Millions of Americans are enjoying the flexibility of working from home today as we do our best as a nation to “flatten the curve” of the coronavirus. Not only does working from home provide more time and freedom to get work done on your own schedule but it also provides a valuable tax-savings deduction as an added bonus.
If you’re a business owner, independent contractor or otherwise self-employed and you work out of your home on a regular basis, then it does open up this valuable tax deduction for you. Here’s how to make sure that you qualify for it.
How Do I Qualify for the Home Office Tax Break?
Small business owners, entrepreneurs and other self-employed folks who work from home can save big money on their taxes by taking the home office deduction, as long as you meet the IRS’ requirements and keep good records.
If you use any part of your home regularly and exclusively for business-related activity, the IRS lets you write off associated rent, utilities, real estate taxes, repairs, maintenance and many other expenses. And it’s not limited only to homeowners either. The home office tax deduction is also available to renters too. The deduction rules also apply to any freestanding structure just as long as that structure is used exclusively and regularly to conduct your business.
Here’s what you need to know about the home office deduction.
It’s simple. If you have a dedicated workspace in your home, perhaps a spare room, basement, attic or even a loft over your garage-AND-you use this location regularly to conduct business, then you may qualify for the home office deduction and write off the cost of your workspace, plus you could earn additional tax-saving deductions as well.
Fair warning, some accountants may try and talk you out of taking the home office deduction, perhaps your CPA already has. They’re often worried it could raise a red flag, or the tax savings involved may not be enough to make the deduction worthwhile.
But if it’s done properly, and documented correctly, that’s simply not true.
Follow These Guidelines for Foolproof Home Office Tax Savings
The home office deduction is a time-honored tax savings strategy, recognized for years by the IRS. Like any other tax deduction, you simply need to make certain you qualify for this deduction, and the tax savings are yours to keep, money you can put right back into your pocket or invest back in your business.
So how do you qualify? There are two main requirements that are easy for you to determine:
To take advantage of this tax saving deduction, you must meet both of the above requirements, and meet any ONE of the following:
Principal place of business: Although your home office doesn’t have to be the only place you meet with clients or customers, it must either be the principal location for your business, or a place where you regularly meet with customers or clients. Your home office workspace must be used regularly in the conduct of your business, AND the space must be used exclusively for that purpose. So, what does that mean exactly?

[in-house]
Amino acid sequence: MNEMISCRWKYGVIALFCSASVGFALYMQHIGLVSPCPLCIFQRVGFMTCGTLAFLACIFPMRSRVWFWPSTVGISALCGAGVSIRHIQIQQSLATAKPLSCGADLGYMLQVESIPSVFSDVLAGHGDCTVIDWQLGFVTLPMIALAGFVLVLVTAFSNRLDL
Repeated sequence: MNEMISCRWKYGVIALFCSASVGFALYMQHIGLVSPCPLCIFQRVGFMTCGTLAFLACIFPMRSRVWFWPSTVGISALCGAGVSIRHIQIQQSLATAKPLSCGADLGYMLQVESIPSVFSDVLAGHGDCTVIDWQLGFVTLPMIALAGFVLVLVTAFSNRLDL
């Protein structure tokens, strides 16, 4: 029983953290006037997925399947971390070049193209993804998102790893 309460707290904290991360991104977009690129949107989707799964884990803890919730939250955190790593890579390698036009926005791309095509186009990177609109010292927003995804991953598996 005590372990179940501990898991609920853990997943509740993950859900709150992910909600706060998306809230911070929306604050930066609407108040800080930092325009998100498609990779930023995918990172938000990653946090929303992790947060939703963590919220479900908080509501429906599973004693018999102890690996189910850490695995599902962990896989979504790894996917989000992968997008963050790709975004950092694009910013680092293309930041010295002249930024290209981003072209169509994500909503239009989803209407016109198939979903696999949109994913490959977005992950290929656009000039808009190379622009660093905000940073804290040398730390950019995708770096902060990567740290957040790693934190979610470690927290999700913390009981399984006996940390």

Regular use: Means you use a specific area of your home on a frequent basis, not just once in a while. For example, let’s say you have a home office workspace set up in a spare bedroom and use it on a weekly basis to contact and schedule clients or perhaps bill customers. This would meet the test of regular use.
If on the other hand, you only work from your home office space occasionally, a few times a year and its use is incidental to your business, this would most likely not qualify as regular use.
The definition of exclusive use also means that you must use a specific area of your home only for your trade or business. Your home office workspace can be as small as a desk or as big as an entire room. There’s no specific size requirement. The space must be identified as separate but does not need to be a permanently partitioned off area of your home.
For example, let’s say you have set up a home office workspace in the corner of your living room or den. In that workspace you have your desk, business computer, and printer. This would meet the test of exclusive use, even though the space is a shared room in your home.
However, if you set up the same home office workspace in one of your spare bedrooms and this space also has a pullout couch which is used by house guests for occasional overnight stays, that would disqualify you from taking the home office deduction.
Also, if you use part of your home for storage of product samples or inventory, that’s another exception to the exclusive use rule. You may use part of this space for personal purposes and still qualify for the home office deduction.
For instance, let’s say your home-based business sells home-cleaning products and that you regularly use half of your basement to store inventory. Occasionally using that part of the basement to store personal items would not disqualify you from taking the home office deduction. But to qualify for this exception, your home must be the only location of your business.
Remember, your home office must be either your principal business location, OR a place where your regularly meet with customers or clients.
If you are self-employed or own a small business and work from home running that business, your home is your principal place of business. Alternatively, if you work from another location too, you may still qualify your home as your principal place of business if you use it exclusively and regularly for administrative or management activities.